2010 8 July: Mathematical Experiments using the Fibonacci Numbers, Keele University Maths Dept (school talk)
2010 15 May: Investigations with the Fibonacci Numbers, talk at the IMA 12th Young Mathematicians Conference, University of Newcastle
2010 16 March : Flowers as Computers with Fibonacci and Phi, talk to the Lichfield Science and Engineering Society
2009 September: British Association Science Festival 2009, Guildford on Flowers as Computers
2008 22 May at The Eden Project, a talk on Numbers in Plants
2007 26 July at The Eden Project, a talk on Numbers in Plants
2007 29 November : BBC Radio 4 Melvyn Bragg's In Our Time November 29, 2007 when we discussed The Fibonacci Numbers.
Click on the link to Listen Again or to download the 45 minute programme as a podcast.
2007 17 March : Cambridge Science Festival
2006 12 May: Coventry Cathedral's on The Fibonacci Numbers in Dan Brown's "Da Vinci Code"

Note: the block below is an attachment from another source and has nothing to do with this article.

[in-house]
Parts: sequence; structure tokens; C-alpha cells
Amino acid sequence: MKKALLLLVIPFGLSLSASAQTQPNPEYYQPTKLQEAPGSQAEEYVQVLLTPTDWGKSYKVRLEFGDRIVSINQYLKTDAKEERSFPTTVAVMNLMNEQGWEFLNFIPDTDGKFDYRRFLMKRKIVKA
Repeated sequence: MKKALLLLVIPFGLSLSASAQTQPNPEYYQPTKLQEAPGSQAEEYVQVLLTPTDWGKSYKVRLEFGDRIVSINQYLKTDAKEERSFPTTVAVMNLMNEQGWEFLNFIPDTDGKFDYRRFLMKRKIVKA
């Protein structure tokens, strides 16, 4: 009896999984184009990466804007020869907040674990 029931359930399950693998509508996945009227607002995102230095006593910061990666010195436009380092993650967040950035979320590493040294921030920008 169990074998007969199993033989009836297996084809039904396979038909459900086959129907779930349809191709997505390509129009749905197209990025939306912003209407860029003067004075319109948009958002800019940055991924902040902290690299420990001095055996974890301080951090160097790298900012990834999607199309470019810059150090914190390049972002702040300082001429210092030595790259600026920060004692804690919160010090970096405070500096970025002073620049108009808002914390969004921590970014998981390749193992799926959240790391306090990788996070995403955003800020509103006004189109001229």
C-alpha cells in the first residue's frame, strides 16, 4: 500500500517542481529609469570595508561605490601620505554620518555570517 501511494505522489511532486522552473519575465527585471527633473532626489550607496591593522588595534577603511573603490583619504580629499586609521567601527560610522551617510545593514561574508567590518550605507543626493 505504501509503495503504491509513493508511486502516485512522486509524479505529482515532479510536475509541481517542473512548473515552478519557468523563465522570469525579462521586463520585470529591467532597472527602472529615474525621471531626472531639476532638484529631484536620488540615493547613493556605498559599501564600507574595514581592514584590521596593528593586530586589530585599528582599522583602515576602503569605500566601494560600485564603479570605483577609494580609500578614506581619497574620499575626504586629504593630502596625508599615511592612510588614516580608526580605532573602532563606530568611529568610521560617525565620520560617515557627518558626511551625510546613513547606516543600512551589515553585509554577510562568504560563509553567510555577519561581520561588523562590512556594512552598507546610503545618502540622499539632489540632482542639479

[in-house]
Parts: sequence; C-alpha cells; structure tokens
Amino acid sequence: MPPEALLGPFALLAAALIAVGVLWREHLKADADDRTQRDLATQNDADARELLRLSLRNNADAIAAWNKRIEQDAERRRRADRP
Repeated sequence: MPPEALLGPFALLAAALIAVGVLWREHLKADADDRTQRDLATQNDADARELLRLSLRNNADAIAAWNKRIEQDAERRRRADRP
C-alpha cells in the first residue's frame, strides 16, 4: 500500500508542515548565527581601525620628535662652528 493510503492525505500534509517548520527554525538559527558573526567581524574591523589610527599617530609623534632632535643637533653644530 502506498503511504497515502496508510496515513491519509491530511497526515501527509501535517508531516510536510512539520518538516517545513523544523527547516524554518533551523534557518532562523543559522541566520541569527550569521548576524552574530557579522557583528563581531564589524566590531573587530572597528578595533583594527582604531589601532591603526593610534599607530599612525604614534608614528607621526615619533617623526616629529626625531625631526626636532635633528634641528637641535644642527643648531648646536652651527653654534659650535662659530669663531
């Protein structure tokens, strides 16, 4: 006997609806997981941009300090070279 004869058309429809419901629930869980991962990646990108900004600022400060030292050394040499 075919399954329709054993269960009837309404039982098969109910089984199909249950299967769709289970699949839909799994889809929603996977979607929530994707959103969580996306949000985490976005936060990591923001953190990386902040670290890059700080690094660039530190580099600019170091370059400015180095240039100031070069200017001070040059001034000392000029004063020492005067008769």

part of the Da Vinci Code evening
2005 11 July: Fibonacci Numbers and Phi: New and News, talk at TSM 11 Technology for Secondary Mathematics
2004 October 6: Fibonacci Fibonacci and Phi for Fun: Facts and Fallacies, IMA NW Branch meeting
2002 November 29: BBC Radio 4 "Numbers" series: Phi podcast
2000: Orkney Science Festival: on Patterns and Numbers in Plants
1998: Orkney Science Festival: on Patterns and Numbers in Plants
1998: BBC Radio Scotland: 1998 interview for the Orkney Science Festival talks
1996 March: The Fibonacci web page goes live on the web!

Dr Ron Knott
Please contact me by email at ronknott at mac dot com if you want to enquire about a talk at your school or society or Science Festival suitable for a general audience or for mathematics students.